Bernard Rose’s Kreuzer Sonata: Sex and Jealousy Forever

Bernard Rose‘s The Kreuzer Sonata might be the best cinematic treatment of insidious, corrosive, and ultimately self-destructive sexual jealousy that I have seen recently. Based on Leo Tolstoy‘s 1889 novella, and part of a trilogy of Tolstoy-adaptations by Rose–I have not seen his Anna Karenina and Ivan’s XTC yet, but I intend to–the film belongs to the transposition genre; it sets Tolstoy’s story of 19th century Russia in 21st century Los Angeles. The locale changes; the plot details are modified in response accordingly, but the essential component of the lurid sexual imagination–made more feverish by imagined infidelity–is faithfully preserved. Rose’s rendering has the visual look and feel of a low-budget quasi-cinema-verite production in both its dark color palettes and camera work; the dialogue is often clipped and overlapping, and thus unfailingly rings true. These elements of Rose’s style combine to give the Rise and Fall of Marriage Founded on Carnal Love the feeling of a terrifying headlong rush toward the final, inevitable, tragic denouement.

In Tolstoy’s story, the narrator repels and fascinates us as we realize his jealousy is grounded in his own uncomfortable positioning of sex within his self: he is unable to shake loose its demands on him, and yet repelled by his response to it. His wife is sullied by her acceptance of his sexual desires but her rejection would have enraged him; so from the very beginning he despises his wife even as he makes love to her. Caught in this bind, he is an easy mark for the green-eyed monster. Without exaggeration, Tolstoy’s story was about sex–talked about, referred to, and obsessed over–but in the context of that tale never made explicit in its pages (Tolstoy’s treatment was still explicit enough to get the novella banned in Russia and–briefly–in the US). In the cinematic version, the sex is explicit, frank, and center-stage; it makes clear precisely what the husband is fantasizing about. This is what his wife did before him with other men; this is what she did with him; this is what she now does with her ‘new lover’. The husband’s obsessions are made worse, of course, because the sexual component of their monogamous, child-producing, buzz-killing relationship is in terminal decline; this precipitous fall is neatly paired off with a correspondingly dizzying rise in his obsessive desires to control her sexual being, to know her more than he had ever wanted, or is ever possible in this world of ours.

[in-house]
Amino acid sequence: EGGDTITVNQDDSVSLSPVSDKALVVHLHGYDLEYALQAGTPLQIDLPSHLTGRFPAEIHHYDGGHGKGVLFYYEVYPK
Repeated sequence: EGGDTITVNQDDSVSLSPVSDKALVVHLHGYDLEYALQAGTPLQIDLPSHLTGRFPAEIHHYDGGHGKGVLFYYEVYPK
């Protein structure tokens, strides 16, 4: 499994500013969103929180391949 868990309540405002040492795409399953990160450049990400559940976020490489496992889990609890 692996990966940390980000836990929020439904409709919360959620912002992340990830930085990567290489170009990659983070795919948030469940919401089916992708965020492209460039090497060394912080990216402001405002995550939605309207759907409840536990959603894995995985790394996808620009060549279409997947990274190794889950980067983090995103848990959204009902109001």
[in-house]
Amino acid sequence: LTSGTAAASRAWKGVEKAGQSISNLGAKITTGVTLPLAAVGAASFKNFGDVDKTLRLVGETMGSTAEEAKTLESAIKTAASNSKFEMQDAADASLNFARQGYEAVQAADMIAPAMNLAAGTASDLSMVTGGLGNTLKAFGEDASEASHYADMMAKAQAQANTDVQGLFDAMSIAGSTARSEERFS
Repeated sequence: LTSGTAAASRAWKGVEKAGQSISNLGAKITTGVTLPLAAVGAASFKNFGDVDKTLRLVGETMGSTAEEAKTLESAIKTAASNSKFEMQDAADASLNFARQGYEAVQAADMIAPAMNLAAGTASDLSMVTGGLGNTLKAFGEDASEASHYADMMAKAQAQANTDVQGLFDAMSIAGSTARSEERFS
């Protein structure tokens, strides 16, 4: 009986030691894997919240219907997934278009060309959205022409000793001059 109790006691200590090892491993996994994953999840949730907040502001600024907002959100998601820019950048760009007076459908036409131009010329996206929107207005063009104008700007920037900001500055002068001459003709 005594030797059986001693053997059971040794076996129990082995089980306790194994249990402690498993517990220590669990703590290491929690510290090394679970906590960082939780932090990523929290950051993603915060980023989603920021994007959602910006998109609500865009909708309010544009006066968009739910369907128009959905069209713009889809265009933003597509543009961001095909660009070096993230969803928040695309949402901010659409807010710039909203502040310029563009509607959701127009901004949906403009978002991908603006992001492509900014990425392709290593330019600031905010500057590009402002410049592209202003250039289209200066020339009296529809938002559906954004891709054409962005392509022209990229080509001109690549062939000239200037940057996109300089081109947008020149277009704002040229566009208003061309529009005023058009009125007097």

Rose has pulled off the rather neat trick of making Tolstoy’s story more relevant for our times by his adaptation: Tolstoy’s original narrator made himself distant by his idiosyncratic, religiously-inspired, crankish attitude toward sex; but Rose’s central character is worldly, sophisticated, even sexually powerful in his attractions and charms. He is not asexual, reluctantly drawn into its sordid embrace; he is an active player in the sexual arena, one who conquers frequently and successfully. And yet, he is ultimately defeated by its unique challenges. Tolstoy’s central character always appeared ill-equipped for the challenges of the sexual relationship; what leaves us shaken about Rose’s pseudo-hero is that even one so apparently strong is humbled by the seemingly-perennially paired companions of sex and jealousy.

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